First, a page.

This is the subhead for the blog post

When I sat down to write about work-life balance, what really came to mind was less about balance and more about ‘taking control of your life’. While they aren’t the same thing, they are related. I think the hardest part of the work-life balance conundrum is finding your own balance. The struggle to maintain a life outside of work is universal, yet the issue is as pervasive as ever.

Relaxation_in_Tel_Aviv_hotel_by_David_Shankbone

I know everyone’s situation is different. However, I do believe there are steps we can take, some small, to gain at least a bit of control. Now, if you work all the time and love it, then that’s your balance, and more power to you! But for the rest of us, there’s more to consider in order to find our own balance, even when we’re working for a company we love.

First, we need to stop playing the victim. We are all grown-ups – so if things don’t feel right or you are struggling to stay above water, then it’s time to take a hard look at everything. Continuing to complain won’t get you anywhere (and will probably make you feel worse).

Conversely, it’s never going to be perfect. There will always be deadlines, staffing issues, and general craziness. Sometimes work is going to take over and the scales will tip in work’s favor. Hopefully, though, these situations will be limited, and you can get back on track to your balance.

This is my point of view and what has worked for me…

1: Prioritize! On a daily basis, look at your workload and evaluate. Flying by the seat of your pants won’t fix anything. Be critical: what is your top priority, and what can wait ’til tomorrow? You should have a system to keep track of your To-Dos and also a way to prioritize them. If you don’t get your immediate deliverables done, you won’t be able to leave work – so get those done first.

2: Evaluate your schedule daily. Don’t just wait for your meetings to pop-up; rather, plan your day. If you know what’s ahead of you, it’ll really help you stay organized.

Is every meeting imperative? Find a colleague and have her look at your calendar. Often an objective third party can help you look at things critically. You are busy; don’t waste your time with unnecessary meetings. I block my calendar so I can get work done. It’s really the only way– unless you want to do it after hours.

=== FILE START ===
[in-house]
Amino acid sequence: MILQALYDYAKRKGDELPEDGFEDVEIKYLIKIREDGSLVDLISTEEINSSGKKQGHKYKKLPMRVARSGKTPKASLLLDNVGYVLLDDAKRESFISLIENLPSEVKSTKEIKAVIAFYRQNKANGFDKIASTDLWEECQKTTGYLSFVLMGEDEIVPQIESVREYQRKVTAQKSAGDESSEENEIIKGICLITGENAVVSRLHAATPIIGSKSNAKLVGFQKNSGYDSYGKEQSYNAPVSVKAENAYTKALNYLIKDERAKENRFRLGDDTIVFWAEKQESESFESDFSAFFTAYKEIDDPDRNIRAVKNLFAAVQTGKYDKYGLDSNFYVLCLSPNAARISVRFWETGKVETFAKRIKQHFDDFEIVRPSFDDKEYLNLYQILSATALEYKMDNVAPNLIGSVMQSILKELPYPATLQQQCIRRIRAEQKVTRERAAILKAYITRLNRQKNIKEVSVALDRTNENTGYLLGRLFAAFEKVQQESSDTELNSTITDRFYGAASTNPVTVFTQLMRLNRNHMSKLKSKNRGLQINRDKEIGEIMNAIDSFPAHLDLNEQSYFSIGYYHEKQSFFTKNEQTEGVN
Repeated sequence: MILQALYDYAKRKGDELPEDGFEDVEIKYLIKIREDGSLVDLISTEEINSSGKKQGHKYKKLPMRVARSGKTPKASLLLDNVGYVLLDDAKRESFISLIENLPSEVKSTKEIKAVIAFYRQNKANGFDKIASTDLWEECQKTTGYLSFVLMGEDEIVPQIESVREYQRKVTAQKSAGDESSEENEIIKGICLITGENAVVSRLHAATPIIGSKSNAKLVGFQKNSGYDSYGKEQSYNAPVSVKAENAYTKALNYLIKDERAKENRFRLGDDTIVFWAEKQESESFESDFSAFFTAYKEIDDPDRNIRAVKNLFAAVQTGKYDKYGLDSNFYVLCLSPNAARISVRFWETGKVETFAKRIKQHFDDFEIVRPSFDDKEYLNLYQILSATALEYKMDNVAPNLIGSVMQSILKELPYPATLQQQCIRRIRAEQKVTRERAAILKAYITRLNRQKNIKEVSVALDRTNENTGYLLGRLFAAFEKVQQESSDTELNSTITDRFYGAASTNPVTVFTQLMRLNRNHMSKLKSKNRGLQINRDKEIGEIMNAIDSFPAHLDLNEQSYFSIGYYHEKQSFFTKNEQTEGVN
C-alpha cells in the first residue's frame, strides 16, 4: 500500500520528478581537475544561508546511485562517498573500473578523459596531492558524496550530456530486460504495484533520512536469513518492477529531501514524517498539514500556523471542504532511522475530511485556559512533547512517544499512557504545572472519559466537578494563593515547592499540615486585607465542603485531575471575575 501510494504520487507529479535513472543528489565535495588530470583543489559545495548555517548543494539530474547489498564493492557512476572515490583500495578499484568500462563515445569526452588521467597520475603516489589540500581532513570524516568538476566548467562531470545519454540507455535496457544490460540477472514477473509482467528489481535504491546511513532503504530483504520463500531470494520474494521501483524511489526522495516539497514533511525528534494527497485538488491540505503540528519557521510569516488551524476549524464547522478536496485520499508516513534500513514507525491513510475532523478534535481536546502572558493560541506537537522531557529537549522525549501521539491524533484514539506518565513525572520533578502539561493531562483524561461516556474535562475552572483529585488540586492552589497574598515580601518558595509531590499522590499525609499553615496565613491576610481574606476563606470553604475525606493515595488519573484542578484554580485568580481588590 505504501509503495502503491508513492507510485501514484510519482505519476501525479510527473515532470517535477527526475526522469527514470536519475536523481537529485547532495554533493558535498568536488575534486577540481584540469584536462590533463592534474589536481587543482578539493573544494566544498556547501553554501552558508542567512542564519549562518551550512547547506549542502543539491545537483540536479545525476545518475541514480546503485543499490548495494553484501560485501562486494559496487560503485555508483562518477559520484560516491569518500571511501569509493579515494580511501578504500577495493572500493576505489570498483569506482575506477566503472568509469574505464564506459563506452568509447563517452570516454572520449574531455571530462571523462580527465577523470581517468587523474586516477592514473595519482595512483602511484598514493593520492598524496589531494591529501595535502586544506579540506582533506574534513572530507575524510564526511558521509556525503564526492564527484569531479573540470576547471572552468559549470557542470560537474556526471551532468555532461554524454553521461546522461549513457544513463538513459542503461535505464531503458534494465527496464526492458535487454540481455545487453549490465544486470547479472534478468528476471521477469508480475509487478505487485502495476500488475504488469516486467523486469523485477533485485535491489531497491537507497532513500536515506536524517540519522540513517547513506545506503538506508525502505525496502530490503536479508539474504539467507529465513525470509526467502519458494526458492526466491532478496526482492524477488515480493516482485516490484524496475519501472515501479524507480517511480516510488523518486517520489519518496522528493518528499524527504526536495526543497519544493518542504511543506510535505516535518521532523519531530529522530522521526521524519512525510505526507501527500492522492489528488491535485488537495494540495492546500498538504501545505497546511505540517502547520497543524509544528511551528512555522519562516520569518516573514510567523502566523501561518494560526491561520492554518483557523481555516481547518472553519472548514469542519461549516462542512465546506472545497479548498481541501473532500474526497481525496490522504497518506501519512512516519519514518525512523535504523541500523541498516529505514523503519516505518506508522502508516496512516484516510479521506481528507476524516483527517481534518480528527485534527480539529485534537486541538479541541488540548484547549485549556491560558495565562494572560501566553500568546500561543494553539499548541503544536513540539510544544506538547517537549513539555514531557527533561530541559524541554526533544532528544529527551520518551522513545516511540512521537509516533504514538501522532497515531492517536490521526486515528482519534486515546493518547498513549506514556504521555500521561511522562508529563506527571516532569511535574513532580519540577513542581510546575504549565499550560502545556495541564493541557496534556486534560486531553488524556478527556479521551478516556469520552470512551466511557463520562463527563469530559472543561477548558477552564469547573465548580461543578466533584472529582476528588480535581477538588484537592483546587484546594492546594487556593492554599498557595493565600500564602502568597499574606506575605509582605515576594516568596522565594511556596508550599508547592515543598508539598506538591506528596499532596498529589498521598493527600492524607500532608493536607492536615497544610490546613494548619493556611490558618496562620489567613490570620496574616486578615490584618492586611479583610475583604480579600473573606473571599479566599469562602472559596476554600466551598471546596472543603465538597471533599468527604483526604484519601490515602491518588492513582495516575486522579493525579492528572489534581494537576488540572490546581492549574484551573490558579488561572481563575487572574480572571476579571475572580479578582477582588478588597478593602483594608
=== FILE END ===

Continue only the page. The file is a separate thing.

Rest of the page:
I received valuable advice from a mentor years ago, and I carry it with me today. The work will always be there – so, figure out what can wait ’til tomorrow. While I am not preaching procrastination, it’s important to be mindful. Sometimes coming back to a problem with a fresh, well-rested perspective is just what you need.

3: Plan your time off. It sounds so simple, but it’s key. If you don’t put something on your calendar, it’ll never happen. We all need to relax, recharge, have fun, and get away from work for a bit. If you plan it in advance, there is plenty of time to figure out your back-up support. Yes, no one will do as good of a job as you – but it will all be okay.

4: I’ve talked a lot about work, but what about outside of work? What can you do to make your down time easier? Your time is valuable, so try to figure out what may make your life just a little bit simpler.

Don’t overschedule. I have trouble with this one… but having a crazy, busy home life doesn’t give you the balance you want either. While all this ‘fun’ stuff is important, it doesn’t let you refuel. So, think about what you want your down time to look like and then make it happen.

5: Finally, think about how you are spending your time at work. While it’s important to socialize and to have fun while you are here, there’s also a smart way to do this. You want to be really productive while you are here so you can actually go home and get some of that balance you are striving for.

Are you taking an hour for lunch out of the office everyday? While it’s important for your productivity to get away, it probably doesn’t need to be that long every day. Is a good chunk of your day spent chatting or on Facebook or Twitter? Perhaps these outlets are giving you the balance you want, or perhaps they’re taking up more time than you think – and you are now at the office an extra hour.

While I know I don’t have all the answers and admit that my work-life balance is far from perfect, these tips, along with working for a great company, have helped. Often my work-life balance means knowing that I work somewhere that supports me leaving early to pick up my kids from school because they trust that I’ll always get my work done. And to me, that is the balance that works.